Written by John Bergenske, Conservation Director, Wildsight
I recently had a rare opportunity to visit the Mountain Caribou maternity pen outside Revelstoke. I was part of a small group of participants from the Columbia Mountain Institute Predator-Prey Conference privileged to visit the project. The maternity pen is a project of Revelstoke Rearing in the Wild. The group includes a cross-section of environmental, snowmobile, forestry and community groups with funding coordinated by the City of Revelstoke. Access to the pens is limited to personnel necessary for the operation, with very limited viewing by others in order to minimize disturbance of the animals.
I admit to concerns about the amount of stress on the animals being penned and the less than encouraging results from the first year’s operation—as calf survival rates merely mirrored those of wild reared calves. However, the calf survival rate from last year’s operation was more than two times that of wild reared calves after 10 months (8 of 15 calves—over 50%—survived compared to an average of 20-25% in the wild). This has given me cautious optimism that this experiment may be providing a much needed tool for recovering caribou.
Mountain Caribou recovery has come under a lot of scrutiny as herd sizes continue to dwindle across most of the range. A history of logging, access and reservoir construction has severely impacted survival. It will take decades for forest recovery and reestablishment of the predator-prey relationship under which Mountain Caribou have evolved.
This year, 12 caribou have been captured and placed in the pen, 10 of whom are pregnant females. The pen has been expanded from six to eight hectares in size. The caribou receive supplemental feeding of lichen (collected by school kids and community members) and later pellets to increase their nutritional intake.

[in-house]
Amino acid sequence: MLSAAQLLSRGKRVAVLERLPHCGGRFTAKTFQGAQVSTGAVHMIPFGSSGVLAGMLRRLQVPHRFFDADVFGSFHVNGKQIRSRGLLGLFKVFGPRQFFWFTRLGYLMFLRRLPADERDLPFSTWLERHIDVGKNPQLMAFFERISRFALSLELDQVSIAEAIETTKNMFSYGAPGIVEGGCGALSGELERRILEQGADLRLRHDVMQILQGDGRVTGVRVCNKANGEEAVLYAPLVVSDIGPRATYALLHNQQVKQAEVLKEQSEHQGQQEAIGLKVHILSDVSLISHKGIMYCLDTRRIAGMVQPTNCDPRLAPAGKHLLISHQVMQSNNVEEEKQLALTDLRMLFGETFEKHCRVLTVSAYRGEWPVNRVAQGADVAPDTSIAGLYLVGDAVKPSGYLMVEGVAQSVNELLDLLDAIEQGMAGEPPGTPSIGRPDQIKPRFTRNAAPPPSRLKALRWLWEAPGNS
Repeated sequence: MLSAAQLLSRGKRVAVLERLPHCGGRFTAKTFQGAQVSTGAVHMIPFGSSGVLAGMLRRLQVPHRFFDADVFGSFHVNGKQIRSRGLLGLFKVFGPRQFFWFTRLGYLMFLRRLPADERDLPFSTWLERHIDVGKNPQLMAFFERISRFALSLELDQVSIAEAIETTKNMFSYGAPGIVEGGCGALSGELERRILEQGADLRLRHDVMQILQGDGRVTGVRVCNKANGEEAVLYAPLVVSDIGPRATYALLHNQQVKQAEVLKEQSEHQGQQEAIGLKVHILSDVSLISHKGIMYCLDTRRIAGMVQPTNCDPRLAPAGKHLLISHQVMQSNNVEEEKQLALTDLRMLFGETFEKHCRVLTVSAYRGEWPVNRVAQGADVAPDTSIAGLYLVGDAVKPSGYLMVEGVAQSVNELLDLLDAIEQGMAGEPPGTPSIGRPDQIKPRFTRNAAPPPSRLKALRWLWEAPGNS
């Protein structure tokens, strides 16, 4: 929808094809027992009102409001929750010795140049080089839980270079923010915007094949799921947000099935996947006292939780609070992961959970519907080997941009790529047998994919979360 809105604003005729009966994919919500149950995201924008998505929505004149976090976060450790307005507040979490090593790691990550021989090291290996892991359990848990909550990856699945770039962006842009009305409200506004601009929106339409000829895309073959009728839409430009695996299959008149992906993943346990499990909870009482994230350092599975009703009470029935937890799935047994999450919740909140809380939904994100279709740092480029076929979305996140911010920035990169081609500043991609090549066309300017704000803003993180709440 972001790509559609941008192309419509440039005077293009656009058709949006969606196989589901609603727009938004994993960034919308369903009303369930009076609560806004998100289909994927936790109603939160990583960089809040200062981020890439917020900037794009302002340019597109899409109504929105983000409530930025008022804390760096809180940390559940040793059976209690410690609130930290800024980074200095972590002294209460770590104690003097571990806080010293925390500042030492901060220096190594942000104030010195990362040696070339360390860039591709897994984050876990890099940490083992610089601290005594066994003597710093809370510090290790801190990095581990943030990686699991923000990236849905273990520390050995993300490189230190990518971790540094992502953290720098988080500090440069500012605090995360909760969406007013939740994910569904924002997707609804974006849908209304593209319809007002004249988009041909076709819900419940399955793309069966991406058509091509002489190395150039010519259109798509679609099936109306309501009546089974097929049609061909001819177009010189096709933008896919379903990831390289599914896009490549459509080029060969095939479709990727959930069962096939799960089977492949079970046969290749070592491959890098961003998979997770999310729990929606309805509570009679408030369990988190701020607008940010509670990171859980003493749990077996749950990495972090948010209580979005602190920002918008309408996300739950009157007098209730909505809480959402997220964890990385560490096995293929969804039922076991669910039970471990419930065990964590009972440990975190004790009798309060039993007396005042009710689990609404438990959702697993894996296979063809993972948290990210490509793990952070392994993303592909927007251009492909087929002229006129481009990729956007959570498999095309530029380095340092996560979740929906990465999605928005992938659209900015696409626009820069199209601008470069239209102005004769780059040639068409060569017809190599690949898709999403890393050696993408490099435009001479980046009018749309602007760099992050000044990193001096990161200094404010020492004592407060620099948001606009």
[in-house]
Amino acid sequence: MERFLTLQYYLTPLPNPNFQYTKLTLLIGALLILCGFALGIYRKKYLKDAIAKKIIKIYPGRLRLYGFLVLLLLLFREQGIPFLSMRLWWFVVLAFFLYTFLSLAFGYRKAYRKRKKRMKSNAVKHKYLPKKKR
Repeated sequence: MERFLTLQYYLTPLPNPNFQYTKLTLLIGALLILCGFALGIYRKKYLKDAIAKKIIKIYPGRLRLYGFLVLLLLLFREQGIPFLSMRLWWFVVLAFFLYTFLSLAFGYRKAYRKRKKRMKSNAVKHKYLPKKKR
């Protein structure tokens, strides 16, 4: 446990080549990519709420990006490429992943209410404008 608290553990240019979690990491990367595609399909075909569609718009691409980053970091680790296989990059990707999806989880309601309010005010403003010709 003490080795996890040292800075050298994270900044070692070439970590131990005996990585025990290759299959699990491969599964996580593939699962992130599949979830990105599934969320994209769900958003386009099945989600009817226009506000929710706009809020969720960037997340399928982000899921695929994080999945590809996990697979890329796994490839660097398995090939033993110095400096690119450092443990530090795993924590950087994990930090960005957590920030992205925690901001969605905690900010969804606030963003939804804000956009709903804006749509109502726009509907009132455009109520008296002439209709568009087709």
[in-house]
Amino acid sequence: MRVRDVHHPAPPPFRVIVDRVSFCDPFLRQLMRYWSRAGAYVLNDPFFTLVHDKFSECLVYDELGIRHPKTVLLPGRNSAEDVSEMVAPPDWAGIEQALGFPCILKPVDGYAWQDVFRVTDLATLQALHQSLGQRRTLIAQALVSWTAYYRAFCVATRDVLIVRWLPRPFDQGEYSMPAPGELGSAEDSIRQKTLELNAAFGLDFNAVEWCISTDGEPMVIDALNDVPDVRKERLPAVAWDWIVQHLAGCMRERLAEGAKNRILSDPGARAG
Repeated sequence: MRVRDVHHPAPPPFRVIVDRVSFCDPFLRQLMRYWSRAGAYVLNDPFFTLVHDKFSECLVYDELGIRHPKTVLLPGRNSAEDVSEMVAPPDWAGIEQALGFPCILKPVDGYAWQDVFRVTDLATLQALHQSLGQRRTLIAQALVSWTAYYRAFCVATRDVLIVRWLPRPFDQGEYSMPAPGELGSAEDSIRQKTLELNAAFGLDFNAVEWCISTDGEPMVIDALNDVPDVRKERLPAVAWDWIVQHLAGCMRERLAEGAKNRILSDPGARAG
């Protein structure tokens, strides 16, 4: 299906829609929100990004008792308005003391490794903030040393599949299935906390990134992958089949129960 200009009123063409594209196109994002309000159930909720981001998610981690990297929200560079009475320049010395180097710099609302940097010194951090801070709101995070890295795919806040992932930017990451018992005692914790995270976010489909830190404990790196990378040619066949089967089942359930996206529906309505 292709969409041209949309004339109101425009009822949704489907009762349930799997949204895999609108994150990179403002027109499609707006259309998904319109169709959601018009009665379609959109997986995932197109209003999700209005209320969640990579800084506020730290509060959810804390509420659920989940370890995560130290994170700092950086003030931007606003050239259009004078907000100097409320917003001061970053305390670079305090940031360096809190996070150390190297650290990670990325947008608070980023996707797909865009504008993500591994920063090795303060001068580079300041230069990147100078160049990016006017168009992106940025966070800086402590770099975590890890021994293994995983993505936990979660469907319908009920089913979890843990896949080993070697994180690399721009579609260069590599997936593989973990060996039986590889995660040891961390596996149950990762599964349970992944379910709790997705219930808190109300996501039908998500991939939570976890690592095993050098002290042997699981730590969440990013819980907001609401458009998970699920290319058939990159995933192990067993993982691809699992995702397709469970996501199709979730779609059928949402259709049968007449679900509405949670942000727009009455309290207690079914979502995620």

The day of our visit, my group bushwhacked up a hillside and quietly sat on a small ridge overlooking the enclosure, awaiting the appearance of caribou. After more than half an hour, just as some people were starting to look anxious about returning before the end of the day, caribou began to wander into the opening below us. And though these animals were in an enclosure, watching them in their natural habitat was totally enthralling. Ten of the the dozen animals eventually appeared, never aware of our presence.
In the next few weeks, hopefully they will have healthy calves at their sides. These calves will have the advantage of being predator-free for their critical first months. In July, they will walk out and join others in the herd, a group of whom are presently wintering on the mountain just above the enclosure.
It was an honour to visit this community-driven project taking positive action for recovery of mountain caribou, an animal that was once the primary ungulate species in the Kootenay-Columbia region.